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Examination of the Agonistic Behaviour of the Crayfish Orconectes Virilis By Character Analysis

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The agonistic behavior of the crayfish Orconectes virilis was observed in the laboratory, with attention to the effects of size, past experience, and displays. Character analysis was utilized to quantify the relative importance of these three factors. I) In short fights, larger animals and animals which had won previous fights had a decided advantage. 2) In long fights, size and past experience seemed to have little influence on who would win. 3) Initiating an interaction gave an animal and advantage in short fights or when both were the same size. 4) Model presentations indicated that postures assumed during fights were effective visual stimuli and that the white areas on appendages are important components of displays. 5) The greatest reduction in uncertainty concerning which behavior pattern would occur at any time in a fight came from knowing the just previous act of the other crayfish. 6) The amount of information transmitted from one crayfish to another by displays increased during fights to a peak of 160 bits (53% uncertainty reduction) in the middle of fights. 7) Partitioning the data into long or short fights and into initiator-won or defender-won fights increased the apparent importance of inter-animal communication.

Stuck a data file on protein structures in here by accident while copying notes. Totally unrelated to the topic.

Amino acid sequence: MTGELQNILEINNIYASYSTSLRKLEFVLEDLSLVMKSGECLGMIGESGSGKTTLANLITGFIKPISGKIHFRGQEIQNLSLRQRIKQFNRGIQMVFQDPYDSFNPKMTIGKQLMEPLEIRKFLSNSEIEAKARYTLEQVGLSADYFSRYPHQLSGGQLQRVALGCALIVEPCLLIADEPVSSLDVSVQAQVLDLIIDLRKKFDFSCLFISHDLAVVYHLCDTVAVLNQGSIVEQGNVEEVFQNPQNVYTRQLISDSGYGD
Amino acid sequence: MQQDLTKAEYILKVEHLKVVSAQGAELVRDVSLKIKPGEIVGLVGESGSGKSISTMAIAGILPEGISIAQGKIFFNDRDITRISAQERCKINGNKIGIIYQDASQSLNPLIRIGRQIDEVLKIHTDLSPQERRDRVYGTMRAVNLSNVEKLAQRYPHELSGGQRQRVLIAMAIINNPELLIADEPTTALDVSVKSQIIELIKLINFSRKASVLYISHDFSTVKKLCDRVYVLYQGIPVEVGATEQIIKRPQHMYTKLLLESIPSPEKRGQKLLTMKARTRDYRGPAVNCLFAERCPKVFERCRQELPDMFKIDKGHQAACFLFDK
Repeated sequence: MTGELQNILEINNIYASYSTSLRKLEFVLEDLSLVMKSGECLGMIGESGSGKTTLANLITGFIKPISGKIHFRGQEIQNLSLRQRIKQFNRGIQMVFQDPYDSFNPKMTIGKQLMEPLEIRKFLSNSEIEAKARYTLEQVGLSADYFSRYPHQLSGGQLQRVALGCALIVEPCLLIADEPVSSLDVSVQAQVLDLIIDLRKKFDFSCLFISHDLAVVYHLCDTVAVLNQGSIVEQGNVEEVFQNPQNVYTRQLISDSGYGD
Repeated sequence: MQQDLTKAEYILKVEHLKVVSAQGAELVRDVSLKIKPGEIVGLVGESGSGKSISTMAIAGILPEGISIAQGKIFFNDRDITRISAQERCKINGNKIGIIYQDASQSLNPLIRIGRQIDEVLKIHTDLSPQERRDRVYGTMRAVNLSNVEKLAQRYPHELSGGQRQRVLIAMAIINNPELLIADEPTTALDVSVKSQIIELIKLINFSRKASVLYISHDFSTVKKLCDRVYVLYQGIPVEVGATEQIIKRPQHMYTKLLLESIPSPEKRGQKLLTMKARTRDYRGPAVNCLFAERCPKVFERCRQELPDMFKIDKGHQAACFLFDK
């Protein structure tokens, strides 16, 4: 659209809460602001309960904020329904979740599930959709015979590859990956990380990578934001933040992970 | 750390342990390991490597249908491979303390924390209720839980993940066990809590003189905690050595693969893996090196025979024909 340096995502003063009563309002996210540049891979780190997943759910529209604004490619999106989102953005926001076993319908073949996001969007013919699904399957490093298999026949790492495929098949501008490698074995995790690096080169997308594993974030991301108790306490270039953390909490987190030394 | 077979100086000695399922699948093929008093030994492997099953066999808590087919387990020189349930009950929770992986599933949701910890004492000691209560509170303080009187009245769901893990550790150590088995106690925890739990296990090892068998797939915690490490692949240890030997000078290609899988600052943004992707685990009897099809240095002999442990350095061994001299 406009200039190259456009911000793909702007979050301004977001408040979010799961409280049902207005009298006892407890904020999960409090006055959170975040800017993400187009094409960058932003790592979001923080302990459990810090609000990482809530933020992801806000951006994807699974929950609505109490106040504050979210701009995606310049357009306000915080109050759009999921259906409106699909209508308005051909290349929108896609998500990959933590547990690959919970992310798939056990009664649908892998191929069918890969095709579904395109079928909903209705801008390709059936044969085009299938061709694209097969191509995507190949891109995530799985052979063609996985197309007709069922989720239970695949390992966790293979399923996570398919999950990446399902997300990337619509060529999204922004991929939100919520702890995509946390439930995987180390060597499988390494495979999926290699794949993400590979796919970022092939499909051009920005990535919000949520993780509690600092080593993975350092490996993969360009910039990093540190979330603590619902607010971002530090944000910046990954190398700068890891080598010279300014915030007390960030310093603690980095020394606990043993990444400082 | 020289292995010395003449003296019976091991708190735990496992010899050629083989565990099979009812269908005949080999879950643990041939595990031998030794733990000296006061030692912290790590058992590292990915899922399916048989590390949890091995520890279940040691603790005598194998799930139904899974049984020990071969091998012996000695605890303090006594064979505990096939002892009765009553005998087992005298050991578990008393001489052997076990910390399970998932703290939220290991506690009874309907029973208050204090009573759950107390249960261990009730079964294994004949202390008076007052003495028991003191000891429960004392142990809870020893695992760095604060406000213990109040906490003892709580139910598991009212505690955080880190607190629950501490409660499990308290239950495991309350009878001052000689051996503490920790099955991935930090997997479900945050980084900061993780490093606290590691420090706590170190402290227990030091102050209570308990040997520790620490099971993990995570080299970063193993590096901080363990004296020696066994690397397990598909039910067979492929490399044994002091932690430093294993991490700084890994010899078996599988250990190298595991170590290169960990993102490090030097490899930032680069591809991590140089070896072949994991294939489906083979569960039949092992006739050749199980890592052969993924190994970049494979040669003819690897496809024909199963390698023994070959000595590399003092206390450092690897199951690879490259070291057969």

Affiliations: 1: (Department of Zoology, University of Michigan, Ann Arbor, Mich., USA


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